Like all other pseudonymous commenters on little-known blogs, StatmanCrothers is exactly right. Competitors and their fans like the idea of being able to win titles without help from their rivals. But any logic that gets you to conclude that “the loss column is all that matters” is evident hooey. Of course it matters that one team has more wins than another.

The loss column emphasis does, however, contain bits of statistical and psychological truth.
The statistical truth is this. The better the teams are, the more the loss column matters. If the Giants were 154-1 and the Dodgers 152-3, the loss column would matter a great deal, as the Giants aren’t likely to give up that two-game lead in the loss column unless the two teams play each other. In realistic baseball standings, where the competing teams might win 55% or 60% of their games, the loss column is indeed more important than the win column, but only mildly so.

On the other hand, imagine two bad teams battling for a prize. For example, in the English Premiere League (the top division of English football—the kind of football you play with your feet), teams struggle to avoid relegation to a lower, less lucrative division. For two losing teams competing in baseball-style standings, the win column would be more important. Like Cheetos, wins and losses each gain value when they are scarce.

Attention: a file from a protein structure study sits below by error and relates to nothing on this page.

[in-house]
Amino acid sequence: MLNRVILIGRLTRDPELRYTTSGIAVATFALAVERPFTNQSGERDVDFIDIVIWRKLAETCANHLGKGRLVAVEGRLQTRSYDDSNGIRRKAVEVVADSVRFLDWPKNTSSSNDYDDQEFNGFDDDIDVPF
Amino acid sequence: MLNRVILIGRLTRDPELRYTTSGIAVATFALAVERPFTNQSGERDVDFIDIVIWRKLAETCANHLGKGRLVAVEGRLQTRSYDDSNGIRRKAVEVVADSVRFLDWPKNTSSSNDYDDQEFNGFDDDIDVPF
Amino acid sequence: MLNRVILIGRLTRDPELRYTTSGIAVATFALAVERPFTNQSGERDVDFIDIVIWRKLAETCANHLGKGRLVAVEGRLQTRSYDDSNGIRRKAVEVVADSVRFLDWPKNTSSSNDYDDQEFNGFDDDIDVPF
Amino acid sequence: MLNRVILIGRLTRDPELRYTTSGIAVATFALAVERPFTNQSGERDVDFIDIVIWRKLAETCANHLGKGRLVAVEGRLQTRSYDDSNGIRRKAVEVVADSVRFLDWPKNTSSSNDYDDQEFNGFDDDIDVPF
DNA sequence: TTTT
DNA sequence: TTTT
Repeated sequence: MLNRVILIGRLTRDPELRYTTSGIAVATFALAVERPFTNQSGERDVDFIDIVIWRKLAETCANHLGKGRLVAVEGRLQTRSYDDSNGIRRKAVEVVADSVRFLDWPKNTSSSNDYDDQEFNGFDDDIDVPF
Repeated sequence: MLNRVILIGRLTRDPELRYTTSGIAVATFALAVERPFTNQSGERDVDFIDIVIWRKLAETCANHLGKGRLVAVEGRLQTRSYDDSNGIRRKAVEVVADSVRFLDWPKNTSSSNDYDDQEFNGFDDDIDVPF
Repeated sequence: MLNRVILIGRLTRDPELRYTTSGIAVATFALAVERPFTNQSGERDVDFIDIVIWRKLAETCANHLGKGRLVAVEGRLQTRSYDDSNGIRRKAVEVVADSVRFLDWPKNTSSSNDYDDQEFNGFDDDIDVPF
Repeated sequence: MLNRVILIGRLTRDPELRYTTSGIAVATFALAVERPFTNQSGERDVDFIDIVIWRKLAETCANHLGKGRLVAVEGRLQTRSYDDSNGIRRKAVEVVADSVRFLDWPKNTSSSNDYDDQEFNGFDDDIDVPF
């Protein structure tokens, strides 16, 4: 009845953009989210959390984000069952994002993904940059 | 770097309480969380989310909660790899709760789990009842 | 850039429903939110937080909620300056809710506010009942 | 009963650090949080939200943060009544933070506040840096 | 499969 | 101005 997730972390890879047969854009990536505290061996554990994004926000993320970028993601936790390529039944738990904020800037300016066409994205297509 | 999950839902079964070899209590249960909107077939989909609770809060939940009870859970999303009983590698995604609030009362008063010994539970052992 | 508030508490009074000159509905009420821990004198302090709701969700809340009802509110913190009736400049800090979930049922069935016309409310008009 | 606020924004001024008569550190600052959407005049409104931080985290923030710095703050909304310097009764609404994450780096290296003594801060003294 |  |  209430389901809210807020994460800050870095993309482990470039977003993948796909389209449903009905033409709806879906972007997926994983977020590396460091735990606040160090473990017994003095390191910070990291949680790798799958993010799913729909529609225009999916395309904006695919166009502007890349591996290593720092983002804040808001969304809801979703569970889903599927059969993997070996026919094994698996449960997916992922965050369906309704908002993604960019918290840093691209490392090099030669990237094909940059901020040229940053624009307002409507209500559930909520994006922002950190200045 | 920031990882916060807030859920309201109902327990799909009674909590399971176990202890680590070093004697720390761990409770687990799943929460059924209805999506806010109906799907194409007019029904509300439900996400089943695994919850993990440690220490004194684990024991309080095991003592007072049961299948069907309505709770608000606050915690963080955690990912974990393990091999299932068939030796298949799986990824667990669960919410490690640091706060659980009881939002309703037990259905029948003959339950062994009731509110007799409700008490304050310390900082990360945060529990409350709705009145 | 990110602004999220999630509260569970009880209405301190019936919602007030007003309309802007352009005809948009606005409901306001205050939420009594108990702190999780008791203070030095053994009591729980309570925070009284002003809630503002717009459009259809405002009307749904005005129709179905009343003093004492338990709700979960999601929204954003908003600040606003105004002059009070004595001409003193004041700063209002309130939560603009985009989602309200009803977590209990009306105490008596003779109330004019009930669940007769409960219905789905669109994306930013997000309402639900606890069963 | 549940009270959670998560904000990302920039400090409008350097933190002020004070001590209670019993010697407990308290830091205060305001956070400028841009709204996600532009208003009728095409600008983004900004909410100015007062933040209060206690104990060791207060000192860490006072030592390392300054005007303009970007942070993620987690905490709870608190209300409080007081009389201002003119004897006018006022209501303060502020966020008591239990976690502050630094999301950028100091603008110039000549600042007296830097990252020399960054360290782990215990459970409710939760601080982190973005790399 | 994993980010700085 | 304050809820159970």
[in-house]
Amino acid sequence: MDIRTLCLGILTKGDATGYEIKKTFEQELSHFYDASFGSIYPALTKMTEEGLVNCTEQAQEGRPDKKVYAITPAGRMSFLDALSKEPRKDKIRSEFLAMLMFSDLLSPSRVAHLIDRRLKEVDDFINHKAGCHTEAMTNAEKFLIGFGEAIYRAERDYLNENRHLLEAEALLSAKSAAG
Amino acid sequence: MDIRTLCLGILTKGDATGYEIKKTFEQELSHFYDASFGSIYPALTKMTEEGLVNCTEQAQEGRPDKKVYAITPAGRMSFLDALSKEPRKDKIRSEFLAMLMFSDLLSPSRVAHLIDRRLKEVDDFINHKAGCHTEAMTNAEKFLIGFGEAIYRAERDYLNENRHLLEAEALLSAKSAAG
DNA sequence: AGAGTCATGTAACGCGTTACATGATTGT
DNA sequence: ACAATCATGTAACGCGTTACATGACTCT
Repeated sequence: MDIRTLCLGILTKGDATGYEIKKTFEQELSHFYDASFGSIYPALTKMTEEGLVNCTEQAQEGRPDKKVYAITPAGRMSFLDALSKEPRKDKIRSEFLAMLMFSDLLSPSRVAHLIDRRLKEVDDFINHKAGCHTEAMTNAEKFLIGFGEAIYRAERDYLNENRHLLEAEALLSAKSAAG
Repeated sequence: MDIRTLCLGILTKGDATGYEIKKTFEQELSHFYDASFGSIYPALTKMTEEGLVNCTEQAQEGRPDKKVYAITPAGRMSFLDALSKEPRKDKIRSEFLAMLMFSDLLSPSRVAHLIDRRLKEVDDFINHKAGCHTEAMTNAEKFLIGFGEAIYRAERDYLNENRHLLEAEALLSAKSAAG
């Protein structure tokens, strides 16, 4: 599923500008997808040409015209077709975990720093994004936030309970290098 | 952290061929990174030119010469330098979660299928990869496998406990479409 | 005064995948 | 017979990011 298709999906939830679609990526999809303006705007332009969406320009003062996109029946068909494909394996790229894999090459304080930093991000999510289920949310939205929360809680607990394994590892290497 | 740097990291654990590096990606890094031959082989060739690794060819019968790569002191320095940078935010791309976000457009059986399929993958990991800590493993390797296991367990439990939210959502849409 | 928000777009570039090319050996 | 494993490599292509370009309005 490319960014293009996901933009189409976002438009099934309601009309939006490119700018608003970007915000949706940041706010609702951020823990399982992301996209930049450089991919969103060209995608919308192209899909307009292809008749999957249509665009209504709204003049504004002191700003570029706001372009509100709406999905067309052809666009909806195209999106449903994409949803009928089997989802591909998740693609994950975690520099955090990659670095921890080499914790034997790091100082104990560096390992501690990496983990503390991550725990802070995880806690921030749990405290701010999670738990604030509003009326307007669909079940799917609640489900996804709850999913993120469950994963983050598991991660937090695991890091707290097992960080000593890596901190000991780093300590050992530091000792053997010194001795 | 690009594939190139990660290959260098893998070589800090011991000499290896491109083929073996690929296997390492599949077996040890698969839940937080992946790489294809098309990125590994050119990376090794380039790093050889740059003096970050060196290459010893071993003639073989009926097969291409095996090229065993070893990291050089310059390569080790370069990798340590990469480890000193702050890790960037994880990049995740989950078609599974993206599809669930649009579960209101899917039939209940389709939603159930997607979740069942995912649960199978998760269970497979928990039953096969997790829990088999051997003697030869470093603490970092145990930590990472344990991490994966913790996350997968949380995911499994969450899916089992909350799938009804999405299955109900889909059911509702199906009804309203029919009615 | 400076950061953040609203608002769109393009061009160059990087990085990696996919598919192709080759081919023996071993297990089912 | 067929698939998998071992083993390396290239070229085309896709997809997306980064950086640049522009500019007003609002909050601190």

The psychological truth of the loss column fetish is more complicated and ultimately more interesting. That truth relates to the common notion that teams ahead in the loss column “control their own destiny,” in the phrase of StatmanCrothers and innumerable others. Again, a team that controls its own destiny is one that will win a title or playoff spot by winning all of its own remaining games, regardless of its rivals’ results.

In most situations, we humans love control.

We love it even when statistics tell us we shouldn’t. People are more likely to fear flying than driving, even though flying is safer. We control our cars, we feel, but we know there’s nothing we can do if our plane decides to star in a real-life “Lost.”

Security expert Bruce Schneier writes about this and other phenomena of behavioral psychology in discussing how people assess risk. In “Beyond Fear,” he finds five “pathologies” that distort our perceptions of risk:

People exaggerate spectacular but rare risks and downplay common risks.

People have trouble estimating risks for anything not exactly like their normal situation.